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Old 18th April 2021, 08:45 PM   #20
Philip
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Quote:
Originally Posted by colin henshaw
My guess is that it is a made-up piece (perhaps in the 19th century), and that the head did not originally belong to the pole. Possibly for Victorian period display purposes ??

I'm no expert at all with European weapons, but isn't it more normal for the langets to be actually attached/part of the polearm steel blade, for strength ?
Hi, Colin

To answer your questions, I pored through two references covering the subject:
1. Ewart Oakeshott, European Weapons and Armour from the Renaissance to the Industrial Revolution, chap. 2, Staff-Weapons
2. Mario Troso, Le Armi in Asta delle Infanterie Europee 1000-1500 [Polearms of European Infantry...]

that comprehensively span the time frame during which these weapons evolved in a milieu of active use.

I was struck by the absence of this particular blade shape in the wide spectrum of piercing and cutting weapons mounted on shafts, at least in Europe. The closest thing is a weapon called a glaive, which is essentially resembles a chef's knife on steroids -- straight back and convex edge, sometimes back-edged at the tip. This, and related cutting weapons, also exceed the 18 inch blade length of the piece under consideration. Oh, another thing -- the swordlike fullering on its blade is not something seen on the polearms in these and other reference books/catalogs.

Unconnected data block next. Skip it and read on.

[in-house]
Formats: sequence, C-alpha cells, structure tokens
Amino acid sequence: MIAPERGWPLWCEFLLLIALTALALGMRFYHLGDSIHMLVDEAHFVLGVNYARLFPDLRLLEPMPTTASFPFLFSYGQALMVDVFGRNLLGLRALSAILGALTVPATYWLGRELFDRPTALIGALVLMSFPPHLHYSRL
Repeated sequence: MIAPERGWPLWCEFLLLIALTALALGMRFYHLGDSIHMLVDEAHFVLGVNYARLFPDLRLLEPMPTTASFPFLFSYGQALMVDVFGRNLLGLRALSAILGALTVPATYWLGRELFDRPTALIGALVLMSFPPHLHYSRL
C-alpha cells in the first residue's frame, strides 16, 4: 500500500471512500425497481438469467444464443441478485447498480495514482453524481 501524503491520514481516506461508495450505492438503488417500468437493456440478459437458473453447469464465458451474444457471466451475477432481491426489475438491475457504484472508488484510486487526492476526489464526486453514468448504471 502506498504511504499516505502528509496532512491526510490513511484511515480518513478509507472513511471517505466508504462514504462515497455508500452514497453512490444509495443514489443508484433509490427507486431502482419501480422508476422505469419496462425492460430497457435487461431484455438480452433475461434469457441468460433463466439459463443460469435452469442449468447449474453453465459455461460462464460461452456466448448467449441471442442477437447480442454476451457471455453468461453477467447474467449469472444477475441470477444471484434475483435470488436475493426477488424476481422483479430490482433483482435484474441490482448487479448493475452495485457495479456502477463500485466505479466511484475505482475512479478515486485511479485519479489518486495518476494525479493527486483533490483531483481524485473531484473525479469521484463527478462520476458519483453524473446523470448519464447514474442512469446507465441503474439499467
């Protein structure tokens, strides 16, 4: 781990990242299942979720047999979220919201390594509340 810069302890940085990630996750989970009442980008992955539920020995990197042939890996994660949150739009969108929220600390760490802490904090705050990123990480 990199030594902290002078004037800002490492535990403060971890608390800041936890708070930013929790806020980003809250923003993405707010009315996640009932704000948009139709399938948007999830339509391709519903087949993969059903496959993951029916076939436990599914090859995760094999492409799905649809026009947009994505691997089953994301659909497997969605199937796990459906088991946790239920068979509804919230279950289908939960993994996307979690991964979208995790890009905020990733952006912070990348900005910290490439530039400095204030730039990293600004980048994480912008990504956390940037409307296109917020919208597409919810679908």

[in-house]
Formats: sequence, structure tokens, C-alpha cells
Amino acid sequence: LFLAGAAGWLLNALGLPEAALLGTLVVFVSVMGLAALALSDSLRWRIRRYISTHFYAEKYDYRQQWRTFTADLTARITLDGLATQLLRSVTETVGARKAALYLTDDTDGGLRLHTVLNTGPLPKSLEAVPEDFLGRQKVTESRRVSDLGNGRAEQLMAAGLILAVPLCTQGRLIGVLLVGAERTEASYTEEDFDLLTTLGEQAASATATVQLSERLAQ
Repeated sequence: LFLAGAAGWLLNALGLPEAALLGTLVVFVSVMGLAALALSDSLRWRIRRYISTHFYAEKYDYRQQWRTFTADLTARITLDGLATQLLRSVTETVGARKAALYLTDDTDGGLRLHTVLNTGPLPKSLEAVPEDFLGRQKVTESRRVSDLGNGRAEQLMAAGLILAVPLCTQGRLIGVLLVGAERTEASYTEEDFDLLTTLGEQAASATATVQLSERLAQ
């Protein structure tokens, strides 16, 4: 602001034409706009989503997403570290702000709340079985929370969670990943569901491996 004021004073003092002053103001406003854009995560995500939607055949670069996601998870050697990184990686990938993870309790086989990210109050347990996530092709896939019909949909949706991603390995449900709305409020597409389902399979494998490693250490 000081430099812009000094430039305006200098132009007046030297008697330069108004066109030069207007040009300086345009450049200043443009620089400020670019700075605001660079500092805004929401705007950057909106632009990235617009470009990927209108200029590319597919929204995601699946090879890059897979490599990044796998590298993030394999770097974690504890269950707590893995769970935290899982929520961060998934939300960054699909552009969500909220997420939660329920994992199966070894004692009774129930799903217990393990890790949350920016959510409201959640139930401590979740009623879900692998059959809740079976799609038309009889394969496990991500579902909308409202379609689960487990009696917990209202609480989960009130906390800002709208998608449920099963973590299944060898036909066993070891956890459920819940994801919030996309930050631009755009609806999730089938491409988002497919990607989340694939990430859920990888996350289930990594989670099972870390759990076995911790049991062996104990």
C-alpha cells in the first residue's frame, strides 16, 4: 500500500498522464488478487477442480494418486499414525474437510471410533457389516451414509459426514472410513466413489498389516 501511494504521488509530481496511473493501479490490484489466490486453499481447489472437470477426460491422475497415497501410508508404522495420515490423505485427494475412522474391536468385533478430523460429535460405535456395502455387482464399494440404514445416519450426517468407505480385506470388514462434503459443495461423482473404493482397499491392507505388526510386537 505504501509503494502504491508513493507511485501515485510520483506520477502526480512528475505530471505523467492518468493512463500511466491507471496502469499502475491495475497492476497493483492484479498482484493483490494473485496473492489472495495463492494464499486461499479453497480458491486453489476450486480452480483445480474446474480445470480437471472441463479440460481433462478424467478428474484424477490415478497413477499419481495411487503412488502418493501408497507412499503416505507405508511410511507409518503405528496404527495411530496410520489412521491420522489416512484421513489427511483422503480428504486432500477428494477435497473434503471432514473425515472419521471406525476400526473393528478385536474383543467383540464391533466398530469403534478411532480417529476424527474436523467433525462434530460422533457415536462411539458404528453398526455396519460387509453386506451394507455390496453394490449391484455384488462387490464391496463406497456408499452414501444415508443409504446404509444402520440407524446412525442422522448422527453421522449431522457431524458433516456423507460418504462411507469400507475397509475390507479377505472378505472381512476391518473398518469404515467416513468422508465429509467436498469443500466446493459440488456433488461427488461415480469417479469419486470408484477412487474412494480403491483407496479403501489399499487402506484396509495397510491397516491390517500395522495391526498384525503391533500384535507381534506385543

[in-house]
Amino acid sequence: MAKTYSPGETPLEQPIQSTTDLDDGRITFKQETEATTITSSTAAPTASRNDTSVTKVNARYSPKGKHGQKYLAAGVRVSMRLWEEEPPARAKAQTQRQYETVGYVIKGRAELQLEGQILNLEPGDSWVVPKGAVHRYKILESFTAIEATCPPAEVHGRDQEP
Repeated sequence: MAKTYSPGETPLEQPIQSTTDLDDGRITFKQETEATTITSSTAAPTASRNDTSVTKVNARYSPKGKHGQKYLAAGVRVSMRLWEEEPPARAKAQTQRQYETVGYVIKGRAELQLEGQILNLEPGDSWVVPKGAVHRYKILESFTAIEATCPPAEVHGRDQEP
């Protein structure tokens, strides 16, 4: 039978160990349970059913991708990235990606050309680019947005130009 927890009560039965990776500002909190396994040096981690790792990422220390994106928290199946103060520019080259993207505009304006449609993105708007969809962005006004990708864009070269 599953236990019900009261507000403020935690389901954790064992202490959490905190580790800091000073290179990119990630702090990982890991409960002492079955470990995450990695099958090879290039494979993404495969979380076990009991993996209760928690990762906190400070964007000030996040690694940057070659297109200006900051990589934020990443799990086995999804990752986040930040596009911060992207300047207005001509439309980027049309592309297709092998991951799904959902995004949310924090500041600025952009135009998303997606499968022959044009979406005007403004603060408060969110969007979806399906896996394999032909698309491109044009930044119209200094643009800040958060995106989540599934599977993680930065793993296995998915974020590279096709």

To address your question #2, yes, that seems to generally be the case. However, in the numerous photo-illustrated examples in the Troso book, there are a couple in which the langets appear separate. One, a 1640s partizane (p 110, no. 4) which looks to be a parade or regalia version, has langets but clearly made separately (functionality not such an issue on a ceremonial object?). The other, a bat-wing corsesca (chauve-souris)p 126, no. 7, has a visible separation that might just as well be old damage or repair.

Could well be that this piece is a Victorian-era composite, assembled to look like a medieval or Renaissance weapon.
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